Behind the twinkle, sparkle and dazzle of the holidays, safety hazards lurk. Every year, U.S. fire departments respond to about 230 home fires started from Christmas trees, according to a National Fire Protection Association study. And Thanksgiving, Christmas Eve and Christmas Day rank as the peak days for kitchen fires.
Lorraine Carli, vice president of outreach and advocacy for the NFPA, said that although Christmas tree fires are not common, they can be deadly. Even hanging decorations can pose a risk that lead to injuries and emergency room visits, she said.
Being aware of common safety measures during this busy and stressful time of year is key, Carli said, whether it’s the simple act of unplugging your tree lights or keeping an eye on your stove while cooking a big meal.
“It’s really, really important just to be vigilant this time of year,” Carli said.
Here are tips from the NFPA and Pepco to make sure you have a safe holiday.
Cooking is the No. 1 home fire hazard, according to the NFPA, and December is the peak time for candle fires; these often occur in the bedroom, after people fall asleep.
“Fires are a risk in the kitchen year-round, but we’re even more distracted by entertaining guests and family this time of year,” Carli said.
● Stay in the kitchen when cooking and always keep an eye on the stove, oven or grill.
● Keep oven mitts, dish towels and other flammable items away from heating elements and open flames.
● Keep an eye on candles and fireplace fires, and be sure to extinguish them before going to bed or leaving the house.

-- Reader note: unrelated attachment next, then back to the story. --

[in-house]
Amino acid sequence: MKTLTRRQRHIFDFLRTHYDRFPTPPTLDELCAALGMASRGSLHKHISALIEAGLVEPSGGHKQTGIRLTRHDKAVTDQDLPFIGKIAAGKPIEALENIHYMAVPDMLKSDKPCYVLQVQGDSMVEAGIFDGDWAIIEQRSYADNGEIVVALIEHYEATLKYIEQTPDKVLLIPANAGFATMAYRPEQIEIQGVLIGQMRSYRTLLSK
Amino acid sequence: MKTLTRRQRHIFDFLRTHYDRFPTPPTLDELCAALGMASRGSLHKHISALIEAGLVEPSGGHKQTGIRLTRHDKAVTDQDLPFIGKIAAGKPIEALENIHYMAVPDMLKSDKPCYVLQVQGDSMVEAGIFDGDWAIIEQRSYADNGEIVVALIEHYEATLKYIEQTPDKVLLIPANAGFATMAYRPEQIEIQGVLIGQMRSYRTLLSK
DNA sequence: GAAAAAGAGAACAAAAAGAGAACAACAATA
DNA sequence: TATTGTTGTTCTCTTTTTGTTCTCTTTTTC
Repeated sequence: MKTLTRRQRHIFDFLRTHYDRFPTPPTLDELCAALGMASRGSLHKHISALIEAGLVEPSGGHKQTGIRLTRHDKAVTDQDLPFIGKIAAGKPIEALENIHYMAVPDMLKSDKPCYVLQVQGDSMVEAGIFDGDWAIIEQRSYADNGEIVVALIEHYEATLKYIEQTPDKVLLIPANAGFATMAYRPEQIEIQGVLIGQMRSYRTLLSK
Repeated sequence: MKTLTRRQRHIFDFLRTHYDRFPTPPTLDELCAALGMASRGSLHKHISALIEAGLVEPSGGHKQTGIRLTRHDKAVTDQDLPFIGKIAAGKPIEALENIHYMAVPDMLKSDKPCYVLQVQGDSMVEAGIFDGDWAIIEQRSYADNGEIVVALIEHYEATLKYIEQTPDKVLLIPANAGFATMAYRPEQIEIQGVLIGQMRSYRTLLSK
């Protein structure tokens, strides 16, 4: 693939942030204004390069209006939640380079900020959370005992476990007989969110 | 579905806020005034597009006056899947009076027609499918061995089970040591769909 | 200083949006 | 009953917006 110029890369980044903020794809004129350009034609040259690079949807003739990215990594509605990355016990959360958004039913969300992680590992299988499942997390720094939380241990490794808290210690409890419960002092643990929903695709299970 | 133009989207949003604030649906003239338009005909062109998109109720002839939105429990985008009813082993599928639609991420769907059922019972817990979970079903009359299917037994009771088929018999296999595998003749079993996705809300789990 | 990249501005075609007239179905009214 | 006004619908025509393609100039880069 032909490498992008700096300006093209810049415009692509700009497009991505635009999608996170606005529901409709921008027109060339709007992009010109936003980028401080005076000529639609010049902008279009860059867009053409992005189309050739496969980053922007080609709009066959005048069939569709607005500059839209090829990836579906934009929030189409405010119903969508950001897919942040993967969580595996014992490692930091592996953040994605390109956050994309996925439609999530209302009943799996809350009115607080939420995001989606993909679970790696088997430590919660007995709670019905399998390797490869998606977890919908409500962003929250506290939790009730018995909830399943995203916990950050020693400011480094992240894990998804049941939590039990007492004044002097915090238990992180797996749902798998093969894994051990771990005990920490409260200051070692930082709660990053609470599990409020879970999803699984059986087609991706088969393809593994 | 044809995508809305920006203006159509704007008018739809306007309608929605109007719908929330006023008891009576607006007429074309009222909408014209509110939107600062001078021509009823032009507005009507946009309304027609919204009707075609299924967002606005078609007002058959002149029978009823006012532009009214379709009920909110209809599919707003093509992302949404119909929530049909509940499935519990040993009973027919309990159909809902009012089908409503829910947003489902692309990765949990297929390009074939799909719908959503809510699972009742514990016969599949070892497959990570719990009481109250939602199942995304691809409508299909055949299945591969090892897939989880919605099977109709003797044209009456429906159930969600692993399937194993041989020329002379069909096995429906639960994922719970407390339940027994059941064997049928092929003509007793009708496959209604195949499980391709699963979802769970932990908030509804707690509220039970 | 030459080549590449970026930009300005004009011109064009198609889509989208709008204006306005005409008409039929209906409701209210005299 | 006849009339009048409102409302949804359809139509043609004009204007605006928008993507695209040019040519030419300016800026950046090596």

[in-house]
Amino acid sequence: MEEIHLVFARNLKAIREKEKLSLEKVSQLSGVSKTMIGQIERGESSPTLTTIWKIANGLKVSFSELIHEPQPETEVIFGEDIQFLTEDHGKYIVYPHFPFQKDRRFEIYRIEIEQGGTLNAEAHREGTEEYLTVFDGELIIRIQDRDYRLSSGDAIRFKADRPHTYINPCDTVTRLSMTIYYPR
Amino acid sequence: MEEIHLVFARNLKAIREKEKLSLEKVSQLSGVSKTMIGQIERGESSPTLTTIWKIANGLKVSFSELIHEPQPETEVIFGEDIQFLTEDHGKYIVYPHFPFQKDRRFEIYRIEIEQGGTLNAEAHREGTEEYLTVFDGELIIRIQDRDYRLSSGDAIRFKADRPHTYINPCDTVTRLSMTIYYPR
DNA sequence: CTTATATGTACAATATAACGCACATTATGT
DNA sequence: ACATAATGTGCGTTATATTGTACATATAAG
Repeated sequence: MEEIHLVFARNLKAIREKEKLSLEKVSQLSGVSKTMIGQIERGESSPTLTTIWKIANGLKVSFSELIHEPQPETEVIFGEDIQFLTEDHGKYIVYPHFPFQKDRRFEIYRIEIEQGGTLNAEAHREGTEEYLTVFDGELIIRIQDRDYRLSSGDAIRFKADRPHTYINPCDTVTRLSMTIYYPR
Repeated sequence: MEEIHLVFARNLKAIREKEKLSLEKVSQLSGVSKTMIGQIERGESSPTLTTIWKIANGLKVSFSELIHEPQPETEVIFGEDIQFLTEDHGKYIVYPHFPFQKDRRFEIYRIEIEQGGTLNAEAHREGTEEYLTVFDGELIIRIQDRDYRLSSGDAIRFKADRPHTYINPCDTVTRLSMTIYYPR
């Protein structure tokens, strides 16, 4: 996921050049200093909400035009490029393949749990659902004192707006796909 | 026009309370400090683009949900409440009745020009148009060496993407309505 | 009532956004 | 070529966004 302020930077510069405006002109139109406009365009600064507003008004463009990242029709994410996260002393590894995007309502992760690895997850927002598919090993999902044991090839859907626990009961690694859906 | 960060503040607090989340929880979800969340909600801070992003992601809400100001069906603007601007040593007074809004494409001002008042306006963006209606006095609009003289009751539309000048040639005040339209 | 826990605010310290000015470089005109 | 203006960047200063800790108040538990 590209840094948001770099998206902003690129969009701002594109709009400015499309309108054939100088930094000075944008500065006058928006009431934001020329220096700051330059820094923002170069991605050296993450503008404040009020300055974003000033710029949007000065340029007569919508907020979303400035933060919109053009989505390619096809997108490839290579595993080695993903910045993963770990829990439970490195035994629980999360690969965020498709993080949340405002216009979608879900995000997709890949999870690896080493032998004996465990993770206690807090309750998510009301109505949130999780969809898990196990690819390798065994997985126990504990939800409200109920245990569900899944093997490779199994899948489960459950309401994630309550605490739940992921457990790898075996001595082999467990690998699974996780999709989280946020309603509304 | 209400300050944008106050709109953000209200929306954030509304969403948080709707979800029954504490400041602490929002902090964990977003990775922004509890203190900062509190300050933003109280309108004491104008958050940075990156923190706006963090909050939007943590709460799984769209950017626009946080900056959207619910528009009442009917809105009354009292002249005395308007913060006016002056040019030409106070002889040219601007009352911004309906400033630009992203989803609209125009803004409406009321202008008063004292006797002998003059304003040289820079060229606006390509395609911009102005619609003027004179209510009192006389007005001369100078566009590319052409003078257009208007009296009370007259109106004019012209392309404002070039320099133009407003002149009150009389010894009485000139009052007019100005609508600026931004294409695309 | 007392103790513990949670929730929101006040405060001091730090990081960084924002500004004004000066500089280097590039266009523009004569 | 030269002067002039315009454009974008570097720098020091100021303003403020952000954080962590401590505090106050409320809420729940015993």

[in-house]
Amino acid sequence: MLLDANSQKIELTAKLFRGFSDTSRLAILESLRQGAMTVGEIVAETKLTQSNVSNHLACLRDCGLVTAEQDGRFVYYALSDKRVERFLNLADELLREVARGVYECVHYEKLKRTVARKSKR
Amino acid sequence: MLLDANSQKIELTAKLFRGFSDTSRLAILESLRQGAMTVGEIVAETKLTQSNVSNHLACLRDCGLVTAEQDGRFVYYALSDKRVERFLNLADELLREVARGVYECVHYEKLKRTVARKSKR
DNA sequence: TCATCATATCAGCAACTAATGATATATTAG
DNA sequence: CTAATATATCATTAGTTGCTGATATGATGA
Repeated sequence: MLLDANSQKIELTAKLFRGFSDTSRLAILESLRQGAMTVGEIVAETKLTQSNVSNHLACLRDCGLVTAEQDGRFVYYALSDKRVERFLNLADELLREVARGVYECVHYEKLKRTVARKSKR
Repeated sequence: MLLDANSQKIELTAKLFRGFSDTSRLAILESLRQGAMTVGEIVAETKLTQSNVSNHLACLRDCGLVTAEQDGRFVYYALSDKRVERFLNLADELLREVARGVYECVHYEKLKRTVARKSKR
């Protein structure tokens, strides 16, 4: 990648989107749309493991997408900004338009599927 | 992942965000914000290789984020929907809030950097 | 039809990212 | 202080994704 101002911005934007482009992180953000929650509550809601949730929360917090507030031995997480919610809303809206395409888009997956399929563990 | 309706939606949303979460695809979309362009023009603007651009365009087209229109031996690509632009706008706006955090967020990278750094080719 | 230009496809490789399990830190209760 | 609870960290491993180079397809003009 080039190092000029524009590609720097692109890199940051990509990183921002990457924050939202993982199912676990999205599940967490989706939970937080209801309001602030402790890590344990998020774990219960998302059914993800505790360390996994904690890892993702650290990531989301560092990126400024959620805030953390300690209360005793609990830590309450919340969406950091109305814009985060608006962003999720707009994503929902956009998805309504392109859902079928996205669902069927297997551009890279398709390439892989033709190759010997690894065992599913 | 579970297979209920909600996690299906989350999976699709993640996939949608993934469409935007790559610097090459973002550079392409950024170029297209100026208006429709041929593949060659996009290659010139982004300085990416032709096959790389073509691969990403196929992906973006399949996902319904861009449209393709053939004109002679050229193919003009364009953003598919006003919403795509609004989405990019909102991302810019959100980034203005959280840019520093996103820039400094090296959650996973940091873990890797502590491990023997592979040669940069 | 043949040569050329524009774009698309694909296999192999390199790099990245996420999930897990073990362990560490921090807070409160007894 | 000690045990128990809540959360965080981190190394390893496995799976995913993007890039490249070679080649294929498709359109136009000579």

●Have your chimney cleaned annually. After a fire, dispose of ashes in a metal container, away from flammable material.
●Keep children at least three feet away from fireplaces.
● Check your smoke detectors. “This is a given,” Carli said. “They should be checked once a month.”
Holiday lighting poses the risk of overdrawing power and creating a fire hazard, Pepco’s Sean Kelly said. This is especially true of older lights.
“Stringing more than three strands of Christmas lights together, especially older ones, and connecting them to a single electric outlet can cause overheating,” Kelly said. “The circuit breaker trips in order to protect the circuit from overheating and causing damage or an electrical fire.”
Older strands are more likely to overheat regardless, Kelly said, because they require more electricity. Another hazard? Some types of older bulbs can crack but stay lighted, exposing the heated wire, Kelly said.
● Inspect your lights before hanging them. If they look worn (frayed wires, loose or cracked bulbs), don’t hesitate to replace them. Switch to LEDs, which are more energy-efficient and burn cooler than conventional incandescents.
● If you’re stringing lights outside, make sure they are for outdoor use.
● Do not attach more than three strings of lights together.
● Always unplug your lights and decorations before going to bed or leaving the house.
● Water your tree daily; dried-out trees are a greater fire hazard than trees that are properly watered.
● Keep trees at least three feet away from fireplaces, candles, heating vents or lights.
● Don’t use candles to decorate your tree.
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